*Montoya, Alex D.  “Outreaching” (Chapter 18), Rediscovering Pastoral Ministry, MacArthur,  John Jr., and Master’s Seminary Faculty, Dallas:  Word, Inc., 1995.

In his book, Never Eat Alone, Keith Ferrazzi states, “…a simple, but profound, lesson about the power of generosity…is when you help others, they often help you.”  Ferrazzi is not talking about being generous with your money.  He is encouraging people to take on a lifestyle that is defined by a generous spirit.  A tendency that defines one’s life by giving and sharing one’s resources, talents, abilities, and relationships.


He continues, “I have come to see reaching out to people as a way to make a difference in people’s lives as well as a way to explore and learn and enrich my own; it has become a conscious construction of my life’s path.”


Ferrazzi encourages us to “connect” with others.  Some people call “networking” what Ferrazzi calls “connecting.”  He invests in others by sharing his knowledge, resources, time and energy, friends and associates, empathy and compassion in an ongoing effort to provide value in his relationships. 


Remember, all of life boils down to relationships, ultimately one’s relationship with Jesus Christ.  Ferrazzi is saying that life’s relationships, when characterized by a generous spirit, are more meaningful and valuable to everyone.  Focus on your opportunities to invest in others, whether they are family, friends, neighbors, or work associates.  Develop a generous spirit that characterizes and defines your life.

The sermon at church Sunday was about “living intentionally.”  It motivated me to be more aggressive in my daily life with the things and people that are important to me.  I was reminded of how much time I waste and how little I often accomplish in a day.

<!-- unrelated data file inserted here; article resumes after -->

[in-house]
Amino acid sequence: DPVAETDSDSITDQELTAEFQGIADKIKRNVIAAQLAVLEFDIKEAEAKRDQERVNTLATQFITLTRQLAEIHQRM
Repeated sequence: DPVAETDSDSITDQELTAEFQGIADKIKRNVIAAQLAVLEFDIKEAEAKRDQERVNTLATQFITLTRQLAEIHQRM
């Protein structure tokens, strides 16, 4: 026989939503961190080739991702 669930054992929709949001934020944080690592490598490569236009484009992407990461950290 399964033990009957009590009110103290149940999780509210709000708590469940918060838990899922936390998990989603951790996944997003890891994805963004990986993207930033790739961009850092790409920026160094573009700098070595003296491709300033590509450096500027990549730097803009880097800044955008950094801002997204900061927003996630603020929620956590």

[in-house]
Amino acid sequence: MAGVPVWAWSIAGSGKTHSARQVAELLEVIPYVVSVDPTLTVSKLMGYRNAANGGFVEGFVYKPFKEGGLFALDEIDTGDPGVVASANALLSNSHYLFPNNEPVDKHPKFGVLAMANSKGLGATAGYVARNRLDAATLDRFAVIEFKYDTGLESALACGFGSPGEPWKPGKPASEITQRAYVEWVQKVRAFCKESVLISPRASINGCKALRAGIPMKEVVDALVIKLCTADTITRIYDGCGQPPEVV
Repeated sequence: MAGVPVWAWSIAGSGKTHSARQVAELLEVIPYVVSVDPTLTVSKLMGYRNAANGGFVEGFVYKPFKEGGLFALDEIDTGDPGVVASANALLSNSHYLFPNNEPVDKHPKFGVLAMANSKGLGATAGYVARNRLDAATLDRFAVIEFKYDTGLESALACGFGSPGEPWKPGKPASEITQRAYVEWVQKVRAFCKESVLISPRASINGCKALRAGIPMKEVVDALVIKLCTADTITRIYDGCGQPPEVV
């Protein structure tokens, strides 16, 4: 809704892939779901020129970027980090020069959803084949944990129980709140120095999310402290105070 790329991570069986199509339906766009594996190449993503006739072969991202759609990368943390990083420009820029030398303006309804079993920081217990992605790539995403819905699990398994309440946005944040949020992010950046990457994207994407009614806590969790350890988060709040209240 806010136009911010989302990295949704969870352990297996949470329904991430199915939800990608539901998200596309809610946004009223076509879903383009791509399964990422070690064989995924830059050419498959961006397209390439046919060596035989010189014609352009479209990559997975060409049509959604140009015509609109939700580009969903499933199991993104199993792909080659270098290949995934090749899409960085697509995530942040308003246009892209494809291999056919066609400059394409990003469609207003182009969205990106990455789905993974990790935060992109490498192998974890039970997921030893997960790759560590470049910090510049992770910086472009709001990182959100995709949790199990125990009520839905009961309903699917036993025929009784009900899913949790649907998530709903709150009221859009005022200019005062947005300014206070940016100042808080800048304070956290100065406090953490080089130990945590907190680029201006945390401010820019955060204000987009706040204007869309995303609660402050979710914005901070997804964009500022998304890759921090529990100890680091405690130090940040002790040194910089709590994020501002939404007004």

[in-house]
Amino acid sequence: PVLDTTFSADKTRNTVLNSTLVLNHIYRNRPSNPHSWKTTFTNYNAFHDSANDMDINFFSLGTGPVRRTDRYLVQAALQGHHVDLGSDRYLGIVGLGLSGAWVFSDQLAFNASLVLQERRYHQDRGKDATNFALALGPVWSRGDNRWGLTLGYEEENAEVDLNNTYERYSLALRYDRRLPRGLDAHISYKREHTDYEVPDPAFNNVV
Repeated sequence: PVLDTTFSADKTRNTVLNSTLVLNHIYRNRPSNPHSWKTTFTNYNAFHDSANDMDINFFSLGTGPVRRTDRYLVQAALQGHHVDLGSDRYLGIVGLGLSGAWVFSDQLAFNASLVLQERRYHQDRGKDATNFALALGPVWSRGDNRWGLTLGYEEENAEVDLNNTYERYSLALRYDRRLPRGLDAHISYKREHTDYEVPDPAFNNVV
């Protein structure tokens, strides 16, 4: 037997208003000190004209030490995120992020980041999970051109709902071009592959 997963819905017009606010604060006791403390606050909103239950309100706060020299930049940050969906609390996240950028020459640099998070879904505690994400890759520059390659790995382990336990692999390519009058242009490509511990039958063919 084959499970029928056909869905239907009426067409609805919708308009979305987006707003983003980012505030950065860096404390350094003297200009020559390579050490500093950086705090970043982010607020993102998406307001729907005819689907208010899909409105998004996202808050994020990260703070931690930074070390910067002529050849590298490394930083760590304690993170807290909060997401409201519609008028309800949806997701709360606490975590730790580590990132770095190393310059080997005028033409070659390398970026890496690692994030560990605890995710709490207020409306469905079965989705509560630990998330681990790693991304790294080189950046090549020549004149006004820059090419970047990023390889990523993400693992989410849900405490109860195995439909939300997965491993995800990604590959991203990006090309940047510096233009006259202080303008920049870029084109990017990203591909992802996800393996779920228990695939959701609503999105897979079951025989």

Consultant Larry Barkan says, “There is no such thing as ‘time management.’  I hope that statement doesn’t shock you who have attended time management seminars, read time management books or tried somehow to reduce your hopelessly overburdened work schedule. 


We cannot manage time, but we can manage ourselves with respect to time.  Work always expands to meet the time available.”  There is a Bible verse that says, “Make the best possible use of your time.”


Here are some simple things you can begin doing to live more intentionally:

  • First, do one thing at a time.  Multi-tasking is a good thing but often we get distracted by one thing while trying to accomplish another.  Focus on what is most important at the moment and get it done!
  • Second, if you feel pressured throughout your work day, then try to slow down.  Often we cannot focus because we are trying to work at a pace that prevents us from being effective and productive. 
  • Third, evaluate how you are performing your work.  Take time to consider steps that might improve your productivity.


Michael Duckett says, “Only two percent of the population in any industrialized nation seriously makes significant improvement toward what they want.  In other words, most people are walking, talking and breathing, but are dead mentally and spiritually.”

What does it mean to be truthful?  Some say it is “earning future trust by accurately reporting past facts.”


The truth.  We never seem to appreciate it until we are lied to.  Then the result is often so devastating that we realize that truthfulness is actually a treasure.  Relationships are built on the truth.  Being truthful is like making deposits into your bank account.  The balance grows and grows until the truthful person is known by his truthfulness.  We realize that person can be counted on.  He is a individual who has character and personal integrity. 


So often we choose not to be truthful because we think it is easier to lie.  Now, it sounds nicer to say we misrepresent the truth.  Whatever we call it, we lie because we think the lie puts us in a better light.  We lie because we are not sure people will accept us the way we are.  We have a need to make ourselves appear more significant and do so by not telling the truth.


Think of a time someone lied to you.  How did it make you feel?  You probably felt betrayed and deceived.  You felt like they had taken advantage of you.  You trusted them and they abused that trust by lying to you.  We need to remember how we feel when someone lies to us.  That feeling can go a long way in keeping us from doing the same.  Strive to be truthful in all that you say, whether it is to a fellow employee, family member, or friend.  You will gradually build a reputation for being truthful and enjoy having the trust of others. 


Remember how you feel when someone lies to you and how difficult it is to ever believe them again.  Build your account balance by continually being truthful in all that you say and do.  You will earn the trust of everyone around you.